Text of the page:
Looks almost like a tossup.  I'd like to see the efficiency from gasification to electricity or conversion of the biomass to char and use in zinc reduction for zinc-air fuel cells, as long as we're considering alternative fuel cycles.

An Engineer

I think I got the answer, finally: Choren's Sun Diesel claims to get 1 liter of diesel from 4 kg of wood (http://www.dw-world.de/dw/article/0,2144,2023932,00.html). That would be 60 gal/ton of biomass. Factoring in ethanol's lower BTU/gal (= 60% of diesel and = 67% of gasoline), that put G/F-T in front as 75 gal of ethanol per ton is only 45 gal diesel equivalent per ton.

Lalitt Kr Bhanndari

Yes I would be very pleased if commercial plant comes-up with this technology.

If someone can answer why BRI took so long to make it commercial and still seems not very near commercailisation.

Does anybody have answer on the ethanol which comes from the fermentor which is less than 2% in the broth to save the bacteria the cost involved in recovery will be viable or not.

     Orlowski Zygmunt

METOZ will be able to create A NEW KIND OF CLEAN ENERGY.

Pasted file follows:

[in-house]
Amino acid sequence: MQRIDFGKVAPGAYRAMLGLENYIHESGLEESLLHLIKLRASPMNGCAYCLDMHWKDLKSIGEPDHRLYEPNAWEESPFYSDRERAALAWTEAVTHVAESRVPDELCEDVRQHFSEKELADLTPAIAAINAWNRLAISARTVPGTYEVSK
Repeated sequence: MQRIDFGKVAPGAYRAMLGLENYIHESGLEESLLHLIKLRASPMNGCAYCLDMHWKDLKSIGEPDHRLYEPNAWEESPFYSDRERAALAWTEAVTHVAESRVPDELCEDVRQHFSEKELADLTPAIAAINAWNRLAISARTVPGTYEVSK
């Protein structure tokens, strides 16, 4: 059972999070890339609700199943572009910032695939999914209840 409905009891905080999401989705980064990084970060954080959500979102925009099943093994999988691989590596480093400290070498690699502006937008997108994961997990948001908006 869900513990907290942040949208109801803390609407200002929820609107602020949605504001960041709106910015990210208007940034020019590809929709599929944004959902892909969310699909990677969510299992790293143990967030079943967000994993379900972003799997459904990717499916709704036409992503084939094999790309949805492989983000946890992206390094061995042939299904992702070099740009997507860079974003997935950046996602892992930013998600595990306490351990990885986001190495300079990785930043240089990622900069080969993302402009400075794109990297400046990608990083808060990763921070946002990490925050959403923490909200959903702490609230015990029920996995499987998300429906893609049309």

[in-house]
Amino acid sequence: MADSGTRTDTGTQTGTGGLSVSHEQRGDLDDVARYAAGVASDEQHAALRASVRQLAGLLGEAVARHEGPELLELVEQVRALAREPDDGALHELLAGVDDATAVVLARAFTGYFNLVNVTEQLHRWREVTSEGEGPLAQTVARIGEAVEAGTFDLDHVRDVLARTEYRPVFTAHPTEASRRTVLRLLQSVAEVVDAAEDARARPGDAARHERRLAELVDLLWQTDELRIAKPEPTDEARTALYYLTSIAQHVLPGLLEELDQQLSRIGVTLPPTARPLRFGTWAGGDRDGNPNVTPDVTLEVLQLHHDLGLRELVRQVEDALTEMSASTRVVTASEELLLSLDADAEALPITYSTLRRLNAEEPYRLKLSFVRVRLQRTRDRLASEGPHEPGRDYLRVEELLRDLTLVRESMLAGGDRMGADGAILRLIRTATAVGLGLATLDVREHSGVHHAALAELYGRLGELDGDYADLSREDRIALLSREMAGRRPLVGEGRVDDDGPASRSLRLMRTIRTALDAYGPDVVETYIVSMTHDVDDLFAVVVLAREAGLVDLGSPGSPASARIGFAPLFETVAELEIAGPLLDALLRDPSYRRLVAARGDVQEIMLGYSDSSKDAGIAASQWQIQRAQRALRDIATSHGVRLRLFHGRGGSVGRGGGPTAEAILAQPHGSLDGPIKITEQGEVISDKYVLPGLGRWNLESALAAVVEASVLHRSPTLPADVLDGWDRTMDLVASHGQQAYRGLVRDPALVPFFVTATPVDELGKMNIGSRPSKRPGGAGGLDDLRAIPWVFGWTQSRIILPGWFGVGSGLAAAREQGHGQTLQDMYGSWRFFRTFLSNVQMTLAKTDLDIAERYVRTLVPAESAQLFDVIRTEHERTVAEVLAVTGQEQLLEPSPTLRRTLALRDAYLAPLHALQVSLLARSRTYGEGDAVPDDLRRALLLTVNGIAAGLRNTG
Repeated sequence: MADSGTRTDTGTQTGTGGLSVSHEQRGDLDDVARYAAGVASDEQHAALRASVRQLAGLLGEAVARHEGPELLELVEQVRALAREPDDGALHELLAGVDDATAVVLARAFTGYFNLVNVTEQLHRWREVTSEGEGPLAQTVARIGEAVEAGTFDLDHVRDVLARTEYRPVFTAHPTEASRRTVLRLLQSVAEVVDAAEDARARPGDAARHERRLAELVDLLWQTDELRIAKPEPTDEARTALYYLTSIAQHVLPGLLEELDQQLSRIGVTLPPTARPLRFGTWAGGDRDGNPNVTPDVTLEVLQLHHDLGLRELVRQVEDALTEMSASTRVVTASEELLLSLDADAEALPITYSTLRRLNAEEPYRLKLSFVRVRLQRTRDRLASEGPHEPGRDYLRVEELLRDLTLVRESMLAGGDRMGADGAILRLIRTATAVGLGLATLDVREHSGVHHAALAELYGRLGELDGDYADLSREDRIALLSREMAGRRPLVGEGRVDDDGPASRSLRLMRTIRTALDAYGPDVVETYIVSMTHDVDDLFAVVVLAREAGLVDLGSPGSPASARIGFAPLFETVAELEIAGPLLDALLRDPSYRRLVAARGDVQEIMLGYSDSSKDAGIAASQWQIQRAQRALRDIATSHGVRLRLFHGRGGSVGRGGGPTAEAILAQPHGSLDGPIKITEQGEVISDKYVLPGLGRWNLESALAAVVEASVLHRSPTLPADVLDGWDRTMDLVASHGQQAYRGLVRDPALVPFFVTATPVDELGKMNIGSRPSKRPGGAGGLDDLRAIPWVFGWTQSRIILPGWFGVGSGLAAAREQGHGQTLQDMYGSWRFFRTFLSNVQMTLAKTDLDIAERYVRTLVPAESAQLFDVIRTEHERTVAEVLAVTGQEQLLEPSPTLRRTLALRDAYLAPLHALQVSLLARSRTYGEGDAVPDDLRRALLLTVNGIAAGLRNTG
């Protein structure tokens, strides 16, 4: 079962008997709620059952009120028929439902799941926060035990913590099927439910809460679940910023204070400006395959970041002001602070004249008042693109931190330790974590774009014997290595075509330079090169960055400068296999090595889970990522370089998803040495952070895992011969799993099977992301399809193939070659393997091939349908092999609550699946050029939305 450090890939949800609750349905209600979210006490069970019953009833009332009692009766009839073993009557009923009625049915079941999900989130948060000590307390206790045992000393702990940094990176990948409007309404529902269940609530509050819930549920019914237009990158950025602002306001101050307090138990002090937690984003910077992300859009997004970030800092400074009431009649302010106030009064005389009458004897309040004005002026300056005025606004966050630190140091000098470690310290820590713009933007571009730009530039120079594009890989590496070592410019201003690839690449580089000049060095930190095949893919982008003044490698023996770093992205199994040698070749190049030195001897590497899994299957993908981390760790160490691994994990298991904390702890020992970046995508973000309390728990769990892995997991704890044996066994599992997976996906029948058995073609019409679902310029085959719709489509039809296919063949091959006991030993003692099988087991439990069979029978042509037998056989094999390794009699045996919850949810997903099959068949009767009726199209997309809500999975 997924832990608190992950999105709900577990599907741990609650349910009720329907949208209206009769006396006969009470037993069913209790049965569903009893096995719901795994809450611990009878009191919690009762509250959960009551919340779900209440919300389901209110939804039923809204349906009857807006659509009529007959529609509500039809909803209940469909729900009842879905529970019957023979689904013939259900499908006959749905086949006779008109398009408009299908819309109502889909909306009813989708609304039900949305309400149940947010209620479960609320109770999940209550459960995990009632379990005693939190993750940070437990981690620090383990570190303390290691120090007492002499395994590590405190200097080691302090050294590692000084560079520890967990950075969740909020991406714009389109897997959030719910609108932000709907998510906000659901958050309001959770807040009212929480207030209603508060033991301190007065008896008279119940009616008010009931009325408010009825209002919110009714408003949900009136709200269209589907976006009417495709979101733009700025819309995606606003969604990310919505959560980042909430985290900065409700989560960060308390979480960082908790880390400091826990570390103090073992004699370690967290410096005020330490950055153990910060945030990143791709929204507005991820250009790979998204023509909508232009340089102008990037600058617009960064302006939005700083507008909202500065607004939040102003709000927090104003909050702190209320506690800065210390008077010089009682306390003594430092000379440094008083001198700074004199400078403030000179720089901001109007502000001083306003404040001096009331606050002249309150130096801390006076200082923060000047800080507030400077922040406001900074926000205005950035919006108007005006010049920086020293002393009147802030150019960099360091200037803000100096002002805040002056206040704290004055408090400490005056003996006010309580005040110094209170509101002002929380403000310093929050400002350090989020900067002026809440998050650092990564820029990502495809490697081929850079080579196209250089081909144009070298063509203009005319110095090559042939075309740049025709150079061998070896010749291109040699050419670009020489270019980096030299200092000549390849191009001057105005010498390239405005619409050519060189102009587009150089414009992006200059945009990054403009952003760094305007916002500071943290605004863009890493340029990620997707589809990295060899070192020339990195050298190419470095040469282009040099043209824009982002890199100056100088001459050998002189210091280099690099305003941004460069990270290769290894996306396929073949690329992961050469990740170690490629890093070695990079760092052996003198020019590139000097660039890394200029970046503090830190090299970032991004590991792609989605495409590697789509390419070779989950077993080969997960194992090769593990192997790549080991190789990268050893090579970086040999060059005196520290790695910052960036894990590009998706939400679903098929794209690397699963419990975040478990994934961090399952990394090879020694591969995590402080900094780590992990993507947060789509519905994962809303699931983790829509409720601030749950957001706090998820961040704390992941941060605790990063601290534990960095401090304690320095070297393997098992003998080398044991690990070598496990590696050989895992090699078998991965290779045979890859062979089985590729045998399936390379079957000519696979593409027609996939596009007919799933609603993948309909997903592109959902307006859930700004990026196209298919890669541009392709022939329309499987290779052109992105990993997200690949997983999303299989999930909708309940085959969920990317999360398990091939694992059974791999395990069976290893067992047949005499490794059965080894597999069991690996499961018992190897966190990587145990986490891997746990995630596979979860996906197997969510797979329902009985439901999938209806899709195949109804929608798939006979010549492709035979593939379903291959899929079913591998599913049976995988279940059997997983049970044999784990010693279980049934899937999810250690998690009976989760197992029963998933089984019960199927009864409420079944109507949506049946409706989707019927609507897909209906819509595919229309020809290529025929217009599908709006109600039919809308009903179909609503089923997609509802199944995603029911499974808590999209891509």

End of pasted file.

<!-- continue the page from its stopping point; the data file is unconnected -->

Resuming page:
My idea is very difficult for understanding. It is not difficult for engineer - mechanic, who knows very good the Pascal’s law and even-arm lever.

The entire world is looking for a source of clean energy. I have discovered a certain paradox basing on which a machine called METOZ can be built which by harnessing the gravitation of our EARTH can produce clean energy.
The energy producing process is demonstrated in:
and can be very easily confirmed by an experiment.
I am also in possession of a set of calculations which prove that the METOZ machine:
1/ does not consume water / 39 A5-pictures /;
2/ does not consume compressed air / 39 A5-pictures /;
3/ produces energy to the outside = 4 839 kGm during a „swing cycle” /39 A5-pictures /;
/ this is a „weight cycle” = the centre of gravity of the water in the METOZ machine sinks ( downward movement ) /
4/ energy is produced / released to the outside = 44 600 kGm during the „straightening cycle” / 39 A5-pictures /.
/ this is a “pressure cycle” = the water mass centre of gravity inside the METOZ machine travels upwards (upward movement) /
Features: 1/; 2/; 3/; 4/, of the machine owing to appropriate dimensions of individual elements of the lever mechanism.
The METOZ has an even-arm lever of a 1.72 m length. The centre of gravity of the lever lies beneath the lever suspension point. The METOZ is equipped with two cylinders of a 1.6 m diameter each. Piston sidewalls do not contact directly with cylinder walls. The lever swing changes between 0 and 25 dgr
Figures ( 3 x 13 x 4 = 156 ) present temporary, consecutive action situations at intervals of . The middle figure presents the machine and the side figures the position of the left and right cylinder and the mathematical description of these situations.